Article

Evaluating poly (ether ether ketone) powder recyclability for selective laser sintering applications

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Abstract

Poly(ether ether ketone) (PEEK) is increasingly used in selective laser sintering (SLS) due to its superior mechanical and thermal properties and biocompatibility. It is well known that the properties of selective laser sintering (SLS) powder govern the processability and quality of the parts. The SLS printing process exposes the PEEK bed/feedstock to variable elevated temperatures (above 300°C) for a prolonged time. The effect of this thermal history on the part quality is unknown. This work evaluates the changes that occur in thermally treated PEEK powder through spectroscopic, morphological, and rheological characterizations. It was found that crystallinity increased marginally within the first two hours, but particle size and shape remained virtually unchanged. The thermal treatment also resulted in a significant increase in the melt viscosity of the PEEK powder, and its flowability slightly improved. Understanding these changes could help to reduce waste through recycling of some portion of PEEK powders used in SLS printing.

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... [89] However, one of the main issues that come after SLS printing is the lack of recyclability of the used powder bed, which leads to a large amount of wastage of resources. [90] Annealing up to 340 C for 12 h increased the viscosity and crystallinity of the powder particles. ...
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... Whereas characteristics of a given trademark, for instance, DuraForm PA (3D-systems), can vary markedly when measured in different laboratories, our samples demonstrate properties typical of quality powders. For instance, they possess the angle of repose <40 • [92] and the Hausner ratio not exceeding 1.25 [29,87]. The advantages of our approach are much milder conditions of powder production and the use of phase diagram, which makes it possible to effectively tailor the mean size and dispersity of powder particles. ...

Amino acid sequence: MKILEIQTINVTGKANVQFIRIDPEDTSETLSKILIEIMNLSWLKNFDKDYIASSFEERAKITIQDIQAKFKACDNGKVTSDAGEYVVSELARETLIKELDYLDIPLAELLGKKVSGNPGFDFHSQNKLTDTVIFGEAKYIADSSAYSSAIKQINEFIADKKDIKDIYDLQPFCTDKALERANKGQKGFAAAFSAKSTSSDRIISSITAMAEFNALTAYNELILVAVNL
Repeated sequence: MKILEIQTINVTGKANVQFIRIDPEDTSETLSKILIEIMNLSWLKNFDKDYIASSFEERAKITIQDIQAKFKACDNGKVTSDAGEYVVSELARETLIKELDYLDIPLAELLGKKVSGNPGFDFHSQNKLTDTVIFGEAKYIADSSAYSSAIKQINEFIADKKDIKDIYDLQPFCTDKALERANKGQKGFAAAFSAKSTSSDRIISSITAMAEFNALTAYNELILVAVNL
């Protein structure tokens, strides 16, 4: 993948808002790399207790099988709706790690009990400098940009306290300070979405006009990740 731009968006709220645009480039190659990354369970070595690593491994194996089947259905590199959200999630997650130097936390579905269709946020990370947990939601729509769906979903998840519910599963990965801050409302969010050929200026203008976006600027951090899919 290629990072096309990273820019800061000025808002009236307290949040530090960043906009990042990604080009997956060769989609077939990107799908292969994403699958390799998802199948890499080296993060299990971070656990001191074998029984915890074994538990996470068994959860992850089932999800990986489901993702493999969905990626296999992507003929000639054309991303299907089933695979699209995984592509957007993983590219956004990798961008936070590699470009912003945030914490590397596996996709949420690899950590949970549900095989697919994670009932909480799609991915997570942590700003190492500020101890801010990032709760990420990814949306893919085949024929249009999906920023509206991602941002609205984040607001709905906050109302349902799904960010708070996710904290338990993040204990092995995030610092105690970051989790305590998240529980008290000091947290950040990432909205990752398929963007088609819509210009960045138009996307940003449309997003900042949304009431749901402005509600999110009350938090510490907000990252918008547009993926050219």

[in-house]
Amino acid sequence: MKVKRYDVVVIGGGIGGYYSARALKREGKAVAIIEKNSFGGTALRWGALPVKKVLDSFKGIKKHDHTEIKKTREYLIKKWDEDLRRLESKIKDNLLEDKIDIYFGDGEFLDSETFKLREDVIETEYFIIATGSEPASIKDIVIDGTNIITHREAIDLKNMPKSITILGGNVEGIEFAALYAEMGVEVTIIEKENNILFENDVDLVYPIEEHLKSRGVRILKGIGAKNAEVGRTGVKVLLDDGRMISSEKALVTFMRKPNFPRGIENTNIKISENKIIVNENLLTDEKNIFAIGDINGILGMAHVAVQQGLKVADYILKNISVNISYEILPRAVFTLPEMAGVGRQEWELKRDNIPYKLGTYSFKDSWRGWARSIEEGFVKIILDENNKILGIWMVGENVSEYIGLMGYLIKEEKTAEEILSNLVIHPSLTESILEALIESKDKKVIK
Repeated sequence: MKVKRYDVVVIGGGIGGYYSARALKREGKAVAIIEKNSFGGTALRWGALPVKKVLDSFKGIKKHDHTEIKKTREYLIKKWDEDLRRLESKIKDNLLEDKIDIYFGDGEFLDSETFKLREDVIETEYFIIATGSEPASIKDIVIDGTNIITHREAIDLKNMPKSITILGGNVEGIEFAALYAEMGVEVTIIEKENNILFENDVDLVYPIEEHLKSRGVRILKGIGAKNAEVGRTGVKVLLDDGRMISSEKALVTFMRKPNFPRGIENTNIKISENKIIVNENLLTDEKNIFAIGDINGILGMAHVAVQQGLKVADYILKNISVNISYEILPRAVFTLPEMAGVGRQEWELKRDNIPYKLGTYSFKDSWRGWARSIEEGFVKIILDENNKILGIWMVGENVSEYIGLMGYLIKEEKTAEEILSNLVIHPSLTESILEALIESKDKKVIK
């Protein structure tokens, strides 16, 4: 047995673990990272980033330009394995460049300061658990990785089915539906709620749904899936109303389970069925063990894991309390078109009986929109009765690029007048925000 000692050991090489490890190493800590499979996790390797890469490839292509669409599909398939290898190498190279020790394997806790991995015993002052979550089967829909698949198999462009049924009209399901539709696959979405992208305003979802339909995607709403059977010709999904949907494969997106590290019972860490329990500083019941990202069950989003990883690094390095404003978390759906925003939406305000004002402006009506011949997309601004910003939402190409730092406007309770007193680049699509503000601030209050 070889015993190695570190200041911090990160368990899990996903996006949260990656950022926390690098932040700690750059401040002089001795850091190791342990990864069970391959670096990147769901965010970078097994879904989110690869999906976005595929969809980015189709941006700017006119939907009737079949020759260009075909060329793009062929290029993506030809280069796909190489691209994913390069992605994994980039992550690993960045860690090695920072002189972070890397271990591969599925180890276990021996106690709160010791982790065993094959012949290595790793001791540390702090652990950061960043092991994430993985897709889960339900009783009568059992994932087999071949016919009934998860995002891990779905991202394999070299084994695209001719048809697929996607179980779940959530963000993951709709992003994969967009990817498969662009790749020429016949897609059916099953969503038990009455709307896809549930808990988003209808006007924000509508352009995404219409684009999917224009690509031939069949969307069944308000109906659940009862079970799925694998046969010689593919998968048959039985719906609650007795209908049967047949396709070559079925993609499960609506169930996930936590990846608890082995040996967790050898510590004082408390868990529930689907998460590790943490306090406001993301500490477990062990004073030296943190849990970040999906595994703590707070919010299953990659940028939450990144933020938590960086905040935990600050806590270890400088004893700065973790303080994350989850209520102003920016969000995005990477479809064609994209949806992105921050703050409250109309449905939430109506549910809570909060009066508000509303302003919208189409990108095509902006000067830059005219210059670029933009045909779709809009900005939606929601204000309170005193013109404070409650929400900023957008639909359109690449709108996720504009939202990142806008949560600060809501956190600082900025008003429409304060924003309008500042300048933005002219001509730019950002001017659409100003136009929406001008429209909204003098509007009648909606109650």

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The properties of dilute solutions of poly(oxy-l,4-phenyleneoxy-l,4-phenylenecarbonyl-l,4-phenylene) (PEEK) in strong acids such as H2SO4 and HSO3Cl have been investigated by static and dynamic light scattering, absorption spectroscopy, and viscometry. Chemical modification of the original polymer has been found to occur when it is dissolved in some acids. This modification has implications with respect to both the process of dissolution itself and the solution properties observed.
Article
Poly(aryl-ether-ether-ketone) (PEEK) has been heated at 400°C in both nitrogen and air. The extent of thermal degradation has been monitored by a variety of techniques including: solution viscometry, UV-visible spectroscopy, 13C high-resolution cross-polarization/magic angle spinning nuclear magnetic resonance and Fourier transform infrared spectroscopy. The results indicate, that in a nonoxidative environment such as nitrogen, PEEK is relatively stable at 400°C for periods up to 6 h. Under oxidative conditions chain scission reactions occur and crosslinks are formed causing a reduction in the crystallizability of the material and discoloration of the polymer. The spectroscopic evidence suggests that the chain cleavage occurs adjacent to the carbonyl functional groups. Subsequent hydrogen abstraction from the aromatic ring then leads to crosslinking between adjacent aryl rings.
Article
An economic survey of composite manufacturing was carried out to help to identify suitable fibre/resin systems for recycling trials. Three separate recycling strategies were also adopted. The first of these was the re-use of in-process polyester/glass prepreg offcuts, which were quantified and then reprocessed using a simple pressing technique. Three different panel types were pressed and subjected to comparative physical and mechanical testing. Solvent recycling trials were carried out on carbon fibre/PEEK APC-2. Initially methylene chloride proved successful, so concentrated sulphuric acid was used. Polymer recovered using the acid was checked for purity against 380-P moulding compound. The final process investigated was recovery of aramid fibre (Twaron™) from an epoxy matrix by solvent swelling, the solvent system used being 50% DMSO and 50% Toluene at 105°C. The recovered fibre was tested against virgin fibre to ascertain what degradation of the properties resulted from the process.
Article